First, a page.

I’ve yet to fish it but here’s an interactive map showing the location of Cymau Pool, Llay A.A.’s second and smaller fishing venue. Bouncing Perch marks the spot!
Red line represents about 1000ft. from the parking to the pool.
So I drove up to Lionels Tackle Shop to squander some money on bait for an afternoon’s fishing. I didn’t really have any idea where I was going to fish so I asked the very nice Maggot Salesperson at Lionels for suggestions. He said, “Why not try Llay’s water?”Of course I said “I beg your pardon” because it sounded like he said “Why not try Lglayswhalterllanglogooglecwymclandundo?” Of course I was in Wales. Lionels Tackle Shop is also in Wales and being thoroughly English I was utterly stumped. Eventually all was revealed. There’s a little fishing club called Llays A.A. and they own two little lakes and one of them is “Llays Water.” It’s actually Llays Reservoir except it’s not really a reservoir at all. It’s a fishing pond. Great! So, how much to join Llays Angling Association so that I could fish? (Those of you who thought that the “A.A.” stood for “Alcoholics Anonymous” are obviously well versed with the drinking habits of some anglers). Seven Quid. Yes, £7 to join for a year. Except that the year begins in January so if I was to join today I’d get about 6 weeks membership. No problem! £7 is about average to fish a day ticket water or commercial fishery. So if I fish the club waters twice before the end of the year I’ve technically made a profit.
I quickly paid my £7 and got a little red book in return. I was assured it was easy to find and that I would encounter no difficulties locating it. It didn’t work out that way. After turning left through the hamlet of Clymfrugglywddrfugdd and going through the village of Ggochhlywrydsgglydngsffry it became clear to me that I was lost in a sea of Welsh consonants and would have to buy two vowels in order to reach my destination. In my case the vowels were the same, two “U” turns, and eventually I was pulling into the car park next to Llays Reservoir.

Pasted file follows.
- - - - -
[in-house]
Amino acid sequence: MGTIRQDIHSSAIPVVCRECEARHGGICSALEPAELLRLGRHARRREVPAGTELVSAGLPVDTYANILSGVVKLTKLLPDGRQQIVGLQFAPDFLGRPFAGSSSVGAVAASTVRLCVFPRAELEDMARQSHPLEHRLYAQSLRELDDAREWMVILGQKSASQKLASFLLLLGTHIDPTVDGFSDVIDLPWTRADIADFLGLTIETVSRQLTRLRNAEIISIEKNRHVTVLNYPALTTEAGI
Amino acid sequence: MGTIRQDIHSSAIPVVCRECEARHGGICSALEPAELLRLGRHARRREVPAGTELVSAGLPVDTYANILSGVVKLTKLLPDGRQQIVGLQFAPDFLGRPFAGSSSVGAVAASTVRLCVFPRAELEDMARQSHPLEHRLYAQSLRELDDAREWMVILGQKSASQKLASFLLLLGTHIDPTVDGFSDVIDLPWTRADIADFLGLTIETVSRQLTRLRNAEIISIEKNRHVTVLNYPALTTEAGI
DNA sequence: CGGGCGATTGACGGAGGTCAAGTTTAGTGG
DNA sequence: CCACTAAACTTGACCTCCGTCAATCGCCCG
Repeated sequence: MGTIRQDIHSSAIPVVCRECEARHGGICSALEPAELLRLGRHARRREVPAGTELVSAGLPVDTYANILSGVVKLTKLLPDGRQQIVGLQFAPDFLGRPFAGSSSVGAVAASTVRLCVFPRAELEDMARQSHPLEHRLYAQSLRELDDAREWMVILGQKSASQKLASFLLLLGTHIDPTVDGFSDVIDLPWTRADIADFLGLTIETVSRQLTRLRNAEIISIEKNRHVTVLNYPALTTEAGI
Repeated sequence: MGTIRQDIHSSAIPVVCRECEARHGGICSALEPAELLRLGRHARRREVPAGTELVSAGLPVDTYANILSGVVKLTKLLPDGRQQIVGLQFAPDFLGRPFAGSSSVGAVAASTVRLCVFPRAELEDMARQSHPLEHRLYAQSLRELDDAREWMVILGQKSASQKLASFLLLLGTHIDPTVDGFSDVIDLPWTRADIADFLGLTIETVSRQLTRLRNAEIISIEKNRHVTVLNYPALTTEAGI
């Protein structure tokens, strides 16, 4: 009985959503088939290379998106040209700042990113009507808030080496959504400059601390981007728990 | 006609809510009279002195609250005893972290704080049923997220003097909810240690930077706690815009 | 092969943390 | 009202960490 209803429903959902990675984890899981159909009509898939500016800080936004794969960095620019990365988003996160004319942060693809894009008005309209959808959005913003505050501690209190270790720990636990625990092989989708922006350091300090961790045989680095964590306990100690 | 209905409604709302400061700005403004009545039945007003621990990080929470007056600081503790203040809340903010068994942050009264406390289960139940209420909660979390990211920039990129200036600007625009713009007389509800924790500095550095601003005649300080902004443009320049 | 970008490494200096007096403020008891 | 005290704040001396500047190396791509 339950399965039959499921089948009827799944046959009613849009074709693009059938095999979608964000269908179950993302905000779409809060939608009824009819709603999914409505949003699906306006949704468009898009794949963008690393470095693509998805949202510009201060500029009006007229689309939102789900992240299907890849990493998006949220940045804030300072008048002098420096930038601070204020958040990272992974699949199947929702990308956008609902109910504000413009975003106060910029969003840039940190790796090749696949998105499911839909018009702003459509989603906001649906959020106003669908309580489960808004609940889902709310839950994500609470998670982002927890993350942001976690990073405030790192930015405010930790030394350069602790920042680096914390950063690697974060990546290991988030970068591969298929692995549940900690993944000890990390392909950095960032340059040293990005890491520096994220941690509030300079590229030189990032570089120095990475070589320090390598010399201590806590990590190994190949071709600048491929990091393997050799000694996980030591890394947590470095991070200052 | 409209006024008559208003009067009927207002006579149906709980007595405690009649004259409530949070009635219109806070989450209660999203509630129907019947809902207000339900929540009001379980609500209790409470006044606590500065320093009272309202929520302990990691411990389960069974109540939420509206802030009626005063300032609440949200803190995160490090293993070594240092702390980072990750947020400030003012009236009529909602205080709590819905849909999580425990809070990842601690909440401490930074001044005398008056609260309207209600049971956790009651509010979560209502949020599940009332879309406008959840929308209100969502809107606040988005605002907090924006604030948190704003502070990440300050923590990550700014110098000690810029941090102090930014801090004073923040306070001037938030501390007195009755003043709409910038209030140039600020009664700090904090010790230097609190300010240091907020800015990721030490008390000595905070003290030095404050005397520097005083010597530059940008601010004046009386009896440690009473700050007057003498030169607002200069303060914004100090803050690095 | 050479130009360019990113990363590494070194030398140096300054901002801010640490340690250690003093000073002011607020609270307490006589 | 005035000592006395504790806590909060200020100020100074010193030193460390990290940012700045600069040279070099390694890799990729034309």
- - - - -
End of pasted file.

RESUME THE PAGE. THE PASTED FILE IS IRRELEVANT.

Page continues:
[wpgmza id=”3″] The Bouncing Tench marks the spot. The Compleat Angler will be using this sort of map thingy for all fishing reports. That way you can avoid getting lost, unlike me.
I’d arrived at about 1:30pm which means that by the time I set my gear up I’d have about 1 hour fishing before it got dark. No! I must learn to set up faster and so I did…I was in the water and fishing by 1:45pm, a bit of a record for me. Even though the water is bordered on two sides by industrial buildings it’s actually quite picturesque. The rules for fishing here are normal…the usual No Keep Nets, barbless hooks only, size 10 hook maximum, no problem. You’re also not allowed to use cereal based ground bait. Loose feed only is the order of the day if fishing the float and the float is how I wanted to fish, as usual. I set up a stillwater antenna float on a 13ft match rod with 3lb main line, size 18 hook and 2.5lb hooklength.
A couple of Llay A.A. regulars were leaving the venue as I arrived and the weather up to that point had been pretty filthy. They hadn’t caught much but they were targeting carp and with water temperatures slowly dropping the slow fishing was understandable. But! Amazingly the weather settled right down…the wind dropped, conditions were absolutely perfect and stayed that way for the 150 minutes of fishing I had allowed myself. After a slow start some quality roach started feeding, but much more importantly they were feeding on my bait. Of course nothing would have pleased me more than having the ability to plunk fish like this into my keep net for a couple of hours so that I could go through the weird Coarse Fishing Ritual of emptying it out at the end of the day but a quick photo or two showing that there are fish stupid enough to be deceived by Your Humble Correspondent would have to suffice. The bites were not frantic or regular but there was enough action to make for a great couple of hours fishing. A colourful rudd showed up.
Note how beautifully he is hooked in the top lip. This would be the work of a Master Angler except in my case it was pure luck.